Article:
In response to rising monkeypox cases locally, nationally and globally, Mazzoni Center held a press conference at its Bainbridge Street location on July 29, where LGBTQ+ community leaders, politicians and healthcare providers shared information and answered questions about the virus. As of July 26, 3,591 cases of monkeypox have been reported and confirmed in the U.S., almost 100 of which are in Pennsylvania.
“We’ve seen too many times what can happen when swift actions are not taken in the wake of a global health crisis,” state Rep. Brian Sims said at the press conference. “The World Health Organization has declared monkeypox a public health emergency, and Philadelphia is by no means immune and accounts for half of the cases in the commonwealth.”
Community leaders discussed the limited number of vaccines that have been made available thus far. Philadelphia received 1,605 vaccine doses last week and is set to receive 1,020 additional doses, according to 6ABC.
The Philadelphia Department of Public Health announced that at this time, vaccine appointments are available only to those who are considered at high risk of exposure, which is to say gay, bisexual, transgender, non-binary, and other men who are 18 and up who have sex with men or transgender or non-binary people. Other criteria that determine people at high risk of exposure are related to their number of sexual partners in the past 14 days and their believed exposure. People who call the Philadelphia health department seeking a monkeypox vaccine currently encounter a message saying that all available appointments are filled.
“I want to say unequivocally to the CDC, to the FDA, to the Pennsylvania Department of Health, to the Philadelphia Department of Health: this is a crisis,” state Rep. Malcolm Kenyatta said at the press conference. “We need a vaccine and we need it right now.”
Steven Robertson, medical assistant supervisor at Mazzoni Center, told attendees that Mazzoni medical staff are seeing about three to five patients with monkeypox symptoms per day. Robertson also said that Mazzoni received 100 vaccine doses last week, and used those vaccines to inoculate 80 people who could come into the clinic within 24 hours’ notice. Mazzoni received 150 more doses on Monday, all of which have been administered or allotted.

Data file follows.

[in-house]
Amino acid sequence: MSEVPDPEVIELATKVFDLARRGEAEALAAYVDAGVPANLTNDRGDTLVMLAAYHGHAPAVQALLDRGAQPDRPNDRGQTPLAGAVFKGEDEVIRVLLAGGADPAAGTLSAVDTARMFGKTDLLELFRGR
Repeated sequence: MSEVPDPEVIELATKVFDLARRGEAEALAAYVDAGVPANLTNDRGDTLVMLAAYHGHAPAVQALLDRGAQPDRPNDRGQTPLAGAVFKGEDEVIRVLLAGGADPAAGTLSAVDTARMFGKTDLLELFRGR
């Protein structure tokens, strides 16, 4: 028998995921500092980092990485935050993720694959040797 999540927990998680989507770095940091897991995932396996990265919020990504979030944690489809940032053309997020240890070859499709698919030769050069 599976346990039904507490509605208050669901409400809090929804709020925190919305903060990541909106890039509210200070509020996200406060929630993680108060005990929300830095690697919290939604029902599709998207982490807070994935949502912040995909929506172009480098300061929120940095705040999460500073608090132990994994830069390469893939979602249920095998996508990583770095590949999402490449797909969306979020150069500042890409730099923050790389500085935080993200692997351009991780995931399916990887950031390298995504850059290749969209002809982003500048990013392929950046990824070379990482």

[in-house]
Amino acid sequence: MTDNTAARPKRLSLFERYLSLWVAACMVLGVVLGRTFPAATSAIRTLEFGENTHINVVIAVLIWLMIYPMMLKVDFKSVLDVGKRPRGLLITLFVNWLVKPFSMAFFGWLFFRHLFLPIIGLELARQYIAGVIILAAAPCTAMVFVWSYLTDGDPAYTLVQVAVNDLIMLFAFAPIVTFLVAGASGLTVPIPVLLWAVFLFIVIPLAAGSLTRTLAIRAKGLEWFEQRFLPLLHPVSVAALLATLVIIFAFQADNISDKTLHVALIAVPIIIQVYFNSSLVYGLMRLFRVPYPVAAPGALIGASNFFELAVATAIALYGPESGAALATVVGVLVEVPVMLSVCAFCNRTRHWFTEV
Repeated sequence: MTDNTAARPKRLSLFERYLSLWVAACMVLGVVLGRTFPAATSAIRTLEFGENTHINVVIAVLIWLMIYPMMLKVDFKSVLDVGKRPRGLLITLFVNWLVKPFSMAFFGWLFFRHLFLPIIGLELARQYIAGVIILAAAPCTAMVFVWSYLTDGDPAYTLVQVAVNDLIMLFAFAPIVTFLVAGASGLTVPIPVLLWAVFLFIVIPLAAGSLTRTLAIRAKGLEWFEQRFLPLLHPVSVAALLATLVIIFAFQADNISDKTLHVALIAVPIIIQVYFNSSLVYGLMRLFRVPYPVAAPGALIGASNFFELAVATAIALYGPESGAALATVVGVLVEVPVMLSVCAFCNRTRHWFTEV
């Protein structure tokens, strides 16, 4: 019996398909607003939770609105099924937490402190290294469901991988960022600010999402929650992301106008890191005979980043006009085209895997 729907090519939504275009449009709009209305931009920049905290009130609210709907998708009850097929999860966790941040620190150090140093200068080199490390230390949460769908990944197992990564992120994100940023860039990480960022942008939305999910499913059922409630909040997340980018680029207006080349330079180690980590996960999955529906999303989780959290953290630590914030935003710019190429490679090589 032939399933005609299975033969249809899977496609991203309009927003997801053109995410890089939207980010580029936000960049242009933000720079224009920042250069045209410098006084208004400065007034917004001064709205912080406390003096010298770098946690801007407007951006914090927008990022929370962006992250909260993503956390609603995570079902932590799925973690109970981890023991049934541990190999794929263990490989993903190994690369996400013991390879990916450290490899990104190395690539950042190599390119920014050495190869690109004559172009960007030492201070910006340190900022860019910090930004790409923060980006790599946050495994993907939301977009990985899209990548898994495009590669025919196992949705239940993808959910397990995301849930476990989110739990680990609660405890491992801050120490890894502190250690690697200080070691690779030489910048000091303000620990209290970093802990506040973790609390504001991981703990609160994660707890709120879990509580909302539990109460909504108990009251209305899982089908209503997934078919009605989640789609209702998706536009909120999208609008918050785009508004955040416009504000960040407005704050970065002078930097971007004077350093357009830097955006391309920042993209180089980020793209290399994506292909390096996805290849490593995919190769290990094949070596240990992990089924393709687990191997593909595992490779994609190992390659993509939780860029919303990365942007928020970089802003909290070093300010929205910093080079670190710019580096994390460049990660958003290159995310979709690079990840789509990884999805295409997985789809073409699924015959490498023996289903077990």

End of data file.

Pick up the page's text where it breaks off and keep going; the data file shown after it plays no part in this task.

“Myself along with other providers are working hand in hand with the Department of Public Health here in Philadelphia to test, treat, and vaccinate as many people as possible, but we need more support immediately,” Robertson said at the press conference.
Kenyatta and other speakers stressed the importance of a broader approach to testing and vaccination, and emphasized that anyone can get monkeypox regardless of their sexual orientation or gender identity.
“I just want to say there is no such thing as a gay disease, as an LGBTQ disease, as a queer disease,” Kenyatta said at the conference. “The fact that this is how this has been treated so far, is a real prejudice. Monkeypox can impact anyone. But right now it is the LGBTQ community, particularly gay men who are feeling the brunt of this so far. There are certainly some elders here today who know even more intimately and personally than I do what happens when the government doesn’t take this seriously.”